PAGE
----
Film about Pedophile Priest to Go out Unrated

September 21, 2006

A still from "Deliver Us From Evil," scheduled for release on October 13.

Los Angeles, California (Hollywood Reporter) -- Lionsgate will release its upcoming documentary about child molestation scandals in the Catholic Church without a rating after the trailer garnered a restrictive tag from the Motion Picture Assn. of America.

"Deliver Us From Evil" focuses on a northern California priest, Father Oliver O'Grady, who admits on camera to being an active pedophile who was harbored by the church for more than 30 years. Lionsgate will release it on October 13.

However the independent studio's marketing plan received a setback when the MPAA gave the film's trailer a redband rating -- a label that effectively excludes the trailer from playing in many commercial theaters.

In a letter sent to Lionsgate, the organization said "the content is adult in nature, with overt comments about child molestation throughout." The MPAA declined to elaborate on the specifics of the decision.

Under MPAA policy, redband trailers are allowed to be screened only before movies rated R or NC-17, but most national exhibitors enforce much stronger policies in their theaters, refusing to screen redband trailers at all. One fear exhibitors have is that a redband trailer might accidentally screen before a less restricted movie, alienating some patrons.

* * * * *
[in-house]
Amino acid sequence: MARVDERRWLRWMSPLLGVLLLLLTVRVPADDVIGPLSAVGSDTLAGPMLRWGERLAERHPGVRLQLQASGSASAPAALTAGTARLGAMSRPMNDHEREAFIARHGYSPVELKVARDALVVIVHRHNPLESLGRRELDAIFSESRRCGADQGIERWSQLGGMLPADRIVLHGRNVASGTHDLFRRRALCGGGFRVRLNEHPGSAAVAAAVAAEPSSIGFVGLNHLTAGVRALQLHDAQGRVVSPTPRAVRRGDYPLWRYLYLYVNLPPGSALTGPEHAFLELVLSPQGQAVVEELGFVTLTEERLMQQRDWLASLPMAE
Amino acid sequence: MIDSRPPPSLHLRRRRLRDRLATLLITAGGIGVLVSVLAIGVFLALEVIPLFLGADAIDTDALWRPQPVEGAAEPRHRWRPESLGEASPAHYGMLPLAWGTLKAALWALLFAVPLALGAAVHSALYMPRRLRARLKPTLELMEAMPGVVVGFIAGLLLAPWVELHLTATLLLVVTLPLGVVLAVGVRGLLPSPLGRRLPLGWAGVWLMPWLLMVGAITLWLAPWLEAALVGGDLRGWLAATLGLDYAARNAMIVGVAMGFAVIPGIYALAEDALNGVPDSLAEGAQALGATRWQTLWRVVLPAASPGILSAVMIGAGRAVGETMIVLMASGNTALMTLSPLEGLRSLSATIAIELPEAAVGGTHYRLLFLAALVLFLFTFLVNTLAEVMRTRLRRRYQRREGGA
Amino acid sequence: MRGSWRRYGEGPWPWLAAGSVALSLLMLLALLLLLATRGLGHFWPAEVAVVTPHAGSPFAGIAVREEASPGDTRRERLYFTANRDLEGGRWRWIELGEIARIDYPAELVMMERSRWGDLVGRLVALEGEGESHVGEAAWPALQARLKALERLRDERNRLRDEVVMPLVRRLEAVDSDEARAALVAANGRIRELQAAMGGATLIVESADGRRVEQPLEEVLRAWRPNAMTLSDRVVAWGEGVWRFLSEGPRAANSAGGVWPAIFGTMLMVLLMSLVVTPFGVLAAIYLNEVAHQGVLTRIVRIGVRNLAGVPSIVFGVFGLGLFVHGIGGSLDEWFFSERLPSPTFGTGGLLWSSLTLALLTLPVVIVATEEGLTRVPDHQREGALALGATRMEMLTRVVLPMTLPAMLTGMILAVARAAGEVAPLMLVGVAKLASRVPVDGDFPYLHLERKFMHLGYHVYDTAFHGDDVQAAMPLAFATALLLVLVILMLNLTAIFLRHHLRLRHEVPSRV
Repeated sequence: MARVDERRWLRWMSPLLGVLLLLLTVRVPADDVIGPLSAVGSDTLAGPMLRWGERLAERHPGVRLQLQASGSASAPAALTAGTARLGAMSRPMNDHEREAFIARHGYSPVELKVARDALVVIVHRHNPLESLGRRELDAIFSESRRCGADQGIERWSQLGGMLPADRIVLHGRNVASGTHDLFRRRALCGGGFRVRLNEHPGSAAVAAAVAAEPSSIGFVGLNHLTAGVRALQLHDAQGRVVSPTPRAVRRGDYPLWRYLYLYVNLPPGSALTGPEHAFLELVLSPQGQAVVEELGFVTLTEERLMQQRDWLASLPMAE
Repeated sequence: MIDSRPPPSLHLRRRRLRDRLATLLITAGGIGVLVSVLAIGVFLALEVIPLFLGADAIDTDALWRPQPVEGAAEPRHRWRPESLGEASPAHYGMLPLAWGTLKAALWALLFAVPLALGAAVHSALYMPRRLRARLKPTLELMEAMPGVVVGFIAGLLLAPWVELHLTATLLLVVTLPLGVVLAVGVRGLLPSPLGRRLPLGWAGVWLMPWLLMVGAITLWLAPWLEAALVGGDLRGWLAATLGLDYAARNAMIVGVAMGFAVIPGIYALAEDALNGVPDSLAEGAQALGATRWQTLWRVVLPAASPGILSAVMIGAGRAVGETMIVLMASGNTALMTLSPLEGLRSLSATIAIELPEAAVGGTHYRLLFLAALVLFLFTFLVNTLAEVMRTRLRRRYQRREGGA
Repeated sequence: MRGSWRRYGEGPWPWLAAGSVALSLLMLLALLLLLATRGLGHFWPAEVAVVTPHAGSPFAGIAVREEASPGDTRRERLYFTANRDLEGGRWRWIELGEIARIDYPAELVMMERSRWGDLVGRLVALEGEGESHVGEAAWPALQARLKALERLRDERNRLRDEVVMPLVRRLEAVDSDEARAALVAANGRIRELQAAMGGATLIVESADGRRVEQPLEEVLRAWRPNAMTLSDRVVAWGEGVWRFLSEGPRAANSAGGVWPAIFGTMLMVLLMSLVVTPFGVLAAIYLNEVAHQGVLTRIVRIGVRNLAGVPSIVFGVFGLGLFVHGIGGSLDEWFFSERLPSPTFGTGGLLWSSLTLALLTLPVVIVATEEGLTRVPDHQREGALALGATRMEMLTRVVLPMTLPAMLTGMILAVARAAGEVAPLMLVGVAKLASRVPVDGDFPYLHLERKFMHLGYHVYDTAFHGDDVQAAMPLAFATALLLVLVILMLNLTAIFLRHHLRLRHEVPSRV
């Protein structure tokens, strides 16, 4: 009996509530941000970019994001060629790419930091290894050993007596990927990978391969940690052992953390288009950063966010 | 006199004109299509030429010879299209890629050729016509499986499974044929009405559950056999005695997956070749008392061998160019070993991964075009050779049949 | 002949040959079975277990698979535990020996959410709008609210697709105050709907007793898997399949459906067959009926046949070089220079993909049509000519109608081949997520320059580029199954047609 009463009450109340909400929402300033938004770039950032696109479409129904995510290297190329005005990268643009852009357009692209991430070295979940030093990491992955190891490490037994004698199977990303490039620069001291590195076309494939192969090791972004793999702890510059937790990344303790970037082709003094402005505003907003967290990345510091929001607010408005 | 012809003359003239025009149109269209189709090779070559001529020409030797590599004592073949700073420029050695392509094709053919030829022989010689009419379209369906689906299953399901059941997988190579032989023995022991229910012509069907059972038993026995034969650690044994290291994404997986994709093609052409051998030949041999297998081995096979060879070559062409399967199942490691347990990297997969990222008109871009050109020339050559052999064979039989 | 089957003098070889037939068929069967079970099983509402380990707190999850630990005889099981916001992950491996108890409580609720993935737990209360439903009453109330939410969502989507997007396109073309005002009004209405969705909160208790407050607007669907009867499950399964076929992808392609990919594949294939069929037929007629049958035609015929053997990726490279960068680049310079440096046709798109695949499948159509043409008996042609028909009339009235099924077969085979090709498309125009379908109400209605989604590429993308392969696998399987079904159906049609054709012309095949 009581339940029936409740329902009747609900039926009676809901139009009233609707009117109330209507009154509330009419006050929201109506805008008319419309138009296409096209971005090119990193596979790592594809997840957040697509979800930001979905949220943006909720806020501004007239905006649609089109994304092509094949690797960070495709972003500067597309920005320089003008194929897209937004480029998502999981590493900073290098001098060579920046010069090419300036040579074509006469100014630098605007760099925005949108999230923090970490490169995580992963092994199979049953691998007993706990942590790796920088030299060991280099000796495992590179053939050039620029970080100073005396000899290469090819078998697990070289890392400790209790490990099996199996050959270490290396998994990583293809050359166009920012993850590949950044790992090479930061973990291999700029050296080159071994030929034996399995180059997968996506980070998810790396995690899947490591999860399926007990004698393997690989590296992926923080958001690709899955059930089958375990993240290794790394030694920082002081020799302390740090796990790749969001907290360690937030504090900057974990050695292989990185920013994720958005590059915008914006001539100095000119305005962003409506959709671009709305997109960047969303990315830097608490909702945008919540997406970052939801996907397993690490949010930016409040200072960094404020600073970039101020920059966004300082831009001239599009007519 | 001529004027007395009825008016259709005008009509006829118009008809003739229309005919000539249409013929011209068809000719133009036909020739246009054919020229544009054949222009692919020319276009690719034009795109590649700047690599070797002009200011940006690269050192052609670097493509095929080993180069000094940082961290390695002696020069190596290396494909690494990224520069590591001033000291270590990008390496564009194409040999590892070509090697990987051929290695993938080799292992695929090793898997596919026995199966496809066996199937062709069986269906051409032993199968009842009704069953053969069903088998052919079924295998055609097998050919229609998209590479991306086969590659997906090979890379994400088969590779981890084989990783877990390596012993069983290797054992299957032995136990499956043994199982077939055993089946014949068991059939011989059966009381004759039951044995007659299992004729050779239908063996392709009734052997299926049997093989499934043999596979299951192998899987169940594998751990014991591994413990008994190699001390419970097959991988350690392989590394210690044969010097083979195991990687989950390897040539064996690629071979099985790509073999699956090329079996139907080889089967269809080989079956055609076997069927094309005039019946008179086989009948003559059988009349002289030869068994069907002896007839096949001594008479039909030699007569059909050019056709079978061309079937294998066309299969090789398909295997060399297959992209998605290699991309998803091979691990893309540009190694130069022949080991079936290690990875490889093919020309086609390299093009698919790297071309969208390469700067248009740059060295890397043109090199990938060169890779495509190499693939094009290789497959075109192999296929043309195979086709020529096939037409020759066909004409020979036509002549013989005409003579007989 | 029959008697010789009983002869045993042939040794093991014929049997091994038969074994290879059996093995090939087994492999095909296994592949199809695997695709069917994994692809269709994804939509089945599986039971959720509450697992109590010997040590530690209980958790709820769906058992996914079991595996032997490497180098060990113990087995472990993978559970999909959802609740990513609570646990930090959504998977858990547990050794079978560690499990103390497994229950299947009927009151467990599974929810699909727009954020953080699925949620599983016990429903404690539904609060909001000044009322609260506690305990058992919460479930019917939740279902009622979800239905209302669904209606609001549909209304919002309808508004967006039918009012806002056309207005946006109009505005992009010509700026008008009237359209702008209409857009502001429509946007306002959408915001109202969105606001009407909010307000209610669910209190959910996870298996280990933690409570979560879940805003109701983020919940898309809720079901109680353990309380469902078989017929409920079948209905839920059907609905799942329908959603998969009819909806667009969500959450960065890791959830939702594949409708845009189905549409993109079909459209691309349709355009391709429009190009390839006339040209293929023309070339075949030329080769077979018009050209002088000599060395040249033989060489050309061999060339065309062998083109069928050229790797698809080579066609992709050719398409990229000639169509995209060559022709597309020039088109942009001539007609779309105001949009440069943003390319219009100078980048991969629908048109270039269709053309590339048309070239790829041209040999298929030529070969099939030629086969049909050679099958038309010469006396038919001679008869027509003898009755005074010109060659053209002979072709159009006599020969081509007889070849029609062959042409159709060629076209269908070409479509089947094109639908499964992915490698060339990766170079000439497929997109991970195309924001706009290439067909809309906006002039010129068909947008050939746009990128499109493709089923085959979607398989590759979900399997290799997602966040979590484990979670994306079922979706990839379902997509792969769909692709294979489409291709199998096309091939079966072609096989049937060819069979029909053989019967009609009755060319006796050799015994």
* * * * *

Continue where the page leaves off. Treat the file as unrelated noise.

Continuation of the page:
"Our policy, and it's a pretty strict one, is we don't play redband trailers, nor do we play unrated films," Cinemark spokesman Terrell Falk said.

As a result, marketers have argued that a redband trailer is not an effective marketing tool for their films.

Because Lionsgate is not an MPAA signatory, it has the option of releasing its films without ratings, and it now will rely on individual theater owners to decide whether to play the film or its trailer.

"We strongly disagree with the MPAA's decision to redband the trailer, but we respect their right to do so," Lionsgate president Tom Ortenberg said. "We're not looking to pick a fight with anybody. We're looking for the most cost-effective way to market a movie that needs to be seen. We owe it to our filmmaker, Amy Berg, and to the film to do whatever we can to get this movie seen."


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